Why Proportional Representation For Congress Is Unwise

     A non-American asked in a Redddit thread recently in regards to national American elections “Wouldn’t it be easier to just switch to proportional representation”. Below are my responses, in part, outlining why this is not only the opposite of “easy” but an unwise decision overall.

     It would be the opposite of easy since it would require an upheaval of the entire Federal Constitutional arrangement. Such a scheme would require a national election, and in the United States we don’t have a national elections, but 50 individual state elections each generally run their own way, and changing that would strip them of their power and centralize it in the hands of a single massive government.

     The downside of doing this is that with the current system, any voter suppression or election fraud in one state does not and can not affect the outcome of races in other states including races for Senator, Representatives, or for President (Electors therefor, specifically).

     Moving to proportional representation would actually reduce political diversity and make the system less democratic. While there are two major parties in the U.S., they are themselves more akin to broad coalitions in reality and politically quite diverse (though not as much as they used to be); additionally, the 50 state (+6 territory/DC) parties are autonomous and generally run their own affairs which prevents concentration of power. Additionally, unlike many if not most countries, in the U.S. party nominees are usually chosen by the voters of that party directly; not only does this mean that you can have many different and even contrary voices within each major party, but that it also preserves local control and influence, which again helps counter centralization of power by protecting the voices and interests of different communities.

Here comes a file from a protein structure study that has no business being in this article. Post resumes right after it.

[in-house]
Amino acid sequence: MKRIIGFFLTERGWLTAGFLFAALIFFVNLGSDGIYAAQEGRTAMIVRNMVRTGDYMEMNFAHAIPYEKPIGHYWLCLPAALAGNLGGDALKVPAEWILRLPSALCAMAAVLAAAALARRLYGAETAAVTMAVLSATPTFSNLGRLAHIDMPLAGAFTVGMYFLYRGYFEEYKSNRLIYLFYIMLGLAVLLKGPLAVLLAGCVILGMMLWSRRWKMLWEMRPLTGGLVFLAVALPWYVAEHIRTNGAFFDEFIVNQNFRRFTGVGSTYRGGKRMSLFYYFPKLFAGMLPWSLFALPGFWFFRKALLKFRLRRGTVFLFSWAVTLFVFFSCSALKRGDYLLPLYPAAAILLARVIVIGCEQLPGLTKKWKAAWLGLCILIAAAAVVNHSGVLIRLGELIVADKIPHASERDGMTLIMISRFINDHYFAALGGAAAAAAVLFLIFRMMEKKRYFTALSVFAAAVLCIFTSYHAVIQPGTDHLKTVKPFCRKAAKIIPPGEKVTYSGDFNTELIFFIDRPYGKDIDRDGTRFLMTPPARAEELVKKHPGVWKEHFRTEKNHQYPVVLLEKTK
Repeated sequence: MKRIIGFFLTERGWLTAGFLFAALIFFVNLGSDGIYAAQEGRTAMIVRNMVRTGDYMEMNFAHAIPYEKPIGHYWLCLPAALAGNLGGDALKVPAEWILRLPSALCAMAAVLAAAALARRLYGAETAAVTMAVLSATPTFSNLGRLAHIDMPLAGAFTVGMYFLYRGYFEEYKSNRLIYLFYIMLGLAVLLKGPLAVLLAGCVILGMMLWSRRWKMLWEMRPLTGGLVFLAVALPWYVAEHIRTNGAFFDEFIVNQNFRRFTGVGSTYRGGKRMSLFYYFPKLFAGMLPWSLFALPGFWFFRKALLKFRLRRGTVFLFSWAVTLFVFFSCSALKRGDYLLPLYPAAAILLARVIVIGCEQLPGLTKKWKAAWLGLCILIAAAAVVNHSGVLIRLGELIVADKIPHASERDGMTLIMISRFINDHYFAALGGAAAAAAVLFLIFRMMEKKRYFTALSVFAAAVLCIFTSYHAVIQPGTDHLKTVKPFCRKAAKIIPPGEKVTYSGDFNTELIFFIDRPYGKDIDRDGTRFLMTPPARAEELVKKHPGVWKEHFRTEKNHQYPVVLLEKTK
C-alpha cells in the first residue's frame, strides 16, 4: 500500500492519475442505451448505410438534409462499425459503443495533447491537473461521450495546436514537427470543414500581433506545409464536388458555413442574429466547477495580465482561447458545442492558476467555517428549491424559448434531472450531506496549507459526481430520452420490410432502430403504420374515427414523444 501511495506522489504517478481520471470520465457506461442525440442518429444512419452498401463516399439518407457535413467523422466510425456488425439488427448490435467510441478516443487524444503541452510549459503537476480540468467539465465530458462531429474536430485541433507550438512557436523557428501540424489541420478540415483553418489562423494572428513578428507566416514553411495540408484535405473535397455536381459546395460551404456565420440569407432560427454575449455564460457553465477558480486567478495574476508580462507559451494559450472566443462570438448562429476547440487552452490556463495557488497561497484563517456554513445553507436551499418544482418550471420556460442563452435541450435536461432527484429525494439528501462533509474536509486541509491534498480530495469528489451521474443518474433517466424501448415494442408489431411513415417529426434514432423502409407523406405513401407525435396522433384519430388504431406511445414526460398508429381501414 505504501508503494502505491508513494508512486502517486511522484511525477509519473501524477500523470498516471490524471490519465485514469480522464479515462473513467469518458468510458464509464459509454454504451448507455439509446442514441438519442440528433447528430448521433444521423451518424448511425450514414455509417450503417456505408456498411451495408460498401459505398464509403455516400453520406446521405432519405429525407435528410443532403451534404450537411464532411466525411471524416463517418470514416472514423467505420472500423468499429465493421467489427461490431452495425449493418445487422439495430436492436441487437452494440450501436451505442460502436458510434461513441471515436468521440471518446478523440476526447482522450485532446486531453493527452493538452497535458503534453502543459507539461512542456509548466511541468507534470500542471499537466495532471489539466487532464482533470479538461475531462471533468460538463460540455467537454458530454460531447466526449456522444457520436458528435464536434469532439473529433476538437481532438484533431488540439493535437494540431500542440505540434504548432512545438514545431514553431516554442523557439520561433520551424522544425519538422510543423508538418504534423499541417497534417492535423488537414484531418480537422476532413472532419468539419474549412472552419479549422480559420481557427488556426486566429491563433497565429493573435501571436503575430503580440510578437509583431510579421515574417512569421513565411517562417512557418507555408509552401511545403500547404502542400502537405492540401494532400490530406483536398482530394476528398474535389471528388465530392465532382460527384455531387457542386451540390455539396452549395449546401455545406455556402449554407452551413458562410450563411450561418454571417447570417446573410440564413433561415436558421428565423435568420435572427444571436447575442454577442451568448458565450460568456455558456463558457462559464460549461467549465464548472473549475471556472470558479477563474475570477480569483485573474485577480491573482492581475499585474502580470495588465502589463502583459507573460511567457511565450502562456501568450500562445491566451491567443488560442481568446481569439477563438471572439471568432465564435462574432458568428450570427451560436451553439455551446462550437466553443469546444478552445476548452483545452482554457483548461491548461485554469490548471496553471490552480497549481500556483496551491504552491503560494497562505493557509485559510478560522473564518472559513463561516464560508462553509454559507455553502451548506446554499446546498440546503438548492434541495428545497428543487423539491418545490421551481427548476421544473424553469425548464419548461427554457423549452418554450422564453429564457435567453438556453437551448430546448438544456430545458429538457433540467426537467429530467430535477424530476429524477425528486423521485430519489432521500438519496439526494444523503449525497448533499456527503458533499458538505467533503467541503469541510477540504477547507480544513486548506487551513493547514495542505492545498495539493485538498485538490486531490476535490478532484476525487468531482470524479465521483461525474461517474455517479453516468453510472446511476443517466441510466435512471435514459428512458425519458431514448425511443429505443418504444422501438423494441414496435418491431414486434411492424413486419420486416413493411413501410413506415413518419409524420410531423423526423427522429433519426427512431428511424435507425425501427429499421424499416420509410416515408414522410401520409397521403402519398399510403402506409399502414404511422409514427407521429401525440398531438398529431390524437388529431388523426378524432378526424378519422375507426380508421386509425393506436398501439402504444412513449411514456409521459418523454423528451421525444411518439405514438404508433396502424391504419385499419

People don’t vote for political parties (though some state’s allow you to vote for candidates of the same party all at once on a party-line ticket). People vote for individuals, and those elected officials are far more dependent on the favor of the electorate than they are with party leadership to the point where party leaders have effectively little to no choice in many primary elections where the people directly nominate their preferred candidate.

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